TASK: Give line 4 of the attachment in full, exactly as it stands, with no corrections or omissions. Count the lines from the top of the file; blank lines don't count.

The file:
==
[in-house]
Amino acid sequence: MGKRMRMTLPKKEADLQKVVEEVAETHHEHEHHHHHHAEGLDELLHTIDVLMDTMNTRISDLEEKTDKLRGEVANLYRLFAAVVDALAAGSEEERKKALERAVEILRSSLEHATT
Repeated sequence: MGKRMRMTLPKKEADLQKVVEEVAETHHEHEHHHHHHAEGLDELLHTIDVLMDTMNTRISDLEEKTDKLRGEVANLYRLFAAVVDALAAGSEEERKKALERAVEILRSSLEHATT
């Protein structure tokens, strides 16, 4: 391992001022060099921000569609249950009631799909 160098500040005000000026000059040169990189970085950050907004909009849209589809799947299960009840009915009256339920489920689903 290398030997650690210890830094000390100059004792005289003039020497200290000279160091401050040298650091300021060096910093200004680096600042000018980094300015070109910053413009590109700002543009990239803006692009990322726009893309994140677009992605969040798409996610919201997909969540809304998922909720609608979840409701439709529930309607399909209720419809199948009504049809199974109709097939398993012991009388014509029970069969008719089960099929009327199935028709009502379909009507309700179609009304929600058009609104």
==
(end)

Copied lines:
């Protein structure tokens, strides 16, 4: 391992001022060099921000569609249950009631799909 160098500040005000000026000059040169990189970085950050907004909009849209589809799947299960009840009915009256339920489920689903 290398030997650690210890830094000390100059004792005289003039020497200290000279160091401050040298650091300021060096910093200004680096600042000018980094300015070109910053413009590109700002543009990239803006692009990322726009893309994140677009992605969040798409996610919201997909969540809304998922909720609608979840409701439709529930309607399909209720419809199948009504049809199974109709097939398993012991009388014509029970069969008719089960099929009327199935028709009502379909009507309700179609009304929600058009609104």